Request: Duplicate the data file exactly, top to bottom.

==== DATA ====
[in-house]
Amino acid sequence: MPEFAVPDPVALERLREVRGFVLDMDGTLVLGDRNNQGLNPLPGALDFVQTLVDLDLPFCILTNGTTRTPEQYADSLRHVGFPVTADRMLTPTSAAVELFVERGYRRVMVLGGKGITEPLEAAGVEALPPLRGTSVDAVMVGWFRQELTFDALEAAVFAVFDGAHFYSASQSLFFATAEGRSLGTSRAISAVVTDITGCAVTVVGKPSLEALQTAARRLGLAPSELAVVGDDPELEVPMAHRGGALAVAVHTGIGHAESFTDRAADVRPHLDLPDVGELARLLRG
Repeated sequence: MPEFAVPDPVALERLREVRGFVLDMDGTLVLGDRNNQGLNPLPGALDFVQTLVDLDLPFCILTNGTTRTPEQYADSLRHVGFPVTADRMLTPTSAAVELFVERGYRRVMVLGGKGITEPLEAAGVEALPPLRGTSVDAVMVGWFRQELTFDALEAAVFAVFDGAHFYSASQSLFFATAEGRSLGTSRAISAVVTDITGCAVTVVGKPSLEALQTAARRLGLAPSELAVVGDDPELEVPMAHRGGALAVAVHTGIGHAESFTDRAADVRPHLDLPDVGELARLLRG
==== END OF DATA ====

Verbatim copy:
[in-house]
Amino acid sequence: MPEFAVPDPVALERLREVRGFVLDMDGTLVLGDRNNQGLNPLPGALDFVQTLVDLDLPFCILTNGTTRTPEQYADSLRHVGFPVTADRMLTPTSAAVELFVERGYRRVMVLGGKGITEPLEAAGVEALPPLRGTSVDAVMVGWFRQELTFDALEAAVFAVFDGAHFYSASQSLFFATAEGRSLGTSRAISAVVTDITGCAVTVVGKPSLEALQTAARRLGLAPSELAVVGDDPELEVPMAHRGGALAVAVHTGIGHAESFTDRAADVRPHLDLPDVGELARLLRG
Repeated sequence: MPEFAVPDPVALERLREVRGFVLDMDGTLVLGDRNNQGLNPLPGALDFVQTLVDLDLPFCILTNGTTRTPEQYADSLRHVGFPVTADRMLTPTSAAVELFVERGYRRVMVLGGKGITEPLEAAGVEALPPLRGTSVDAVMVGWFRQELTFDALEAAVFAVFDGAHFYSASQSLFFATAEGRSLGTSRAISAVVTDITGCAVTVVGKPSLEALQTAARRLGLAPSELAVVGDDPELEVPMAHRGGALAVAVHTGIGHAESFTDRAADVRPHLDLPDVGELARLLRG